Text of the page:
ActiveRecord can be used as a stand-alone gem without going through a Rails app. When establishing a connection we must provide a name for the database. Here is an example where I use sqlite3 as a db engine. I want to provide a full path to the database also.
my_db_dir = '~/projects/myapp/db'
filename = File.join(my_db_dir,'development.sqlite3')
ActiveRecord::Base.establish_connection(:adapter => 'sqlite3', :database => filename)
On Ubuntu systems it is very likely that we will get an error
No such file or directory
I know the file is there. I know the path is correct. So what is wrong? The problem is the “~” character. ActiveRecord uses Ruby’s File.binread() method to read the file. The binread() method is a wrapper for a function in the c code (io.c) of the Ruby interpreter. When you dig deep into the source code of the Ruby project you will find the file.c file which contains a function for checking file paths for security related issues. This function is called rb_get_path_check().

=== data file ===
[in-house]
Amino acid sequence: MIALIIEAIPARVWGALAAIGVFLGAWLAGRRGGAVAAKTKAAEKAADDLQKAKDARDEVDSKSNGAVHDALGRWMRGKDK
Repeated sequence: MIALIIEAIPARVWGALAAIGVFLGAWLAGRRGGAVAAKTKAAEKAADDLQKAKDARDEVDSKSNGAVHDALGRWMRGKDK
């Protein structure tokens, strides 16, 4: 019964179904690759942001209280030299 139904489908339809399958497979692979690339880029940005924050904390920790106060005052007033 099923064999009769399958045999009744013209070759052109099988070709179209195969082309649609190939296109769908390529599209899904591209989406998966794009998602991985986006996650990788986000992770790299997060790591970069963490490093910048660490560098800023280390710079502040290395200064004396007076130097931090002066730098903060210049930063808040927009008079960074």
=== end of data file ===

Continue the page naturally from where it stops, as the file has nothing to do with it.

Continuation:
Basically we should not pass a tilde character to File.binread(). It is something that will confuse you for many hours if you it!!
Here is a demonstration of the problem using interactive Ruby (irb).
ruby-1.9.2-rc2 > File.binread("~/myfile.txt")
errno::ENOENT: No such file or directory - ~/myfile.txt
from (irb):1:in `binread'
from /home/philip/.rvm/rubies/ruby-1.9.2-rc2/bin/irb:17:in `<main>'
ruby-1.9.2-rc2 > File.binread("/home/myuser/myfile.txt")
=> "This is the content of myfile... "
You can see that the “~” character did not work.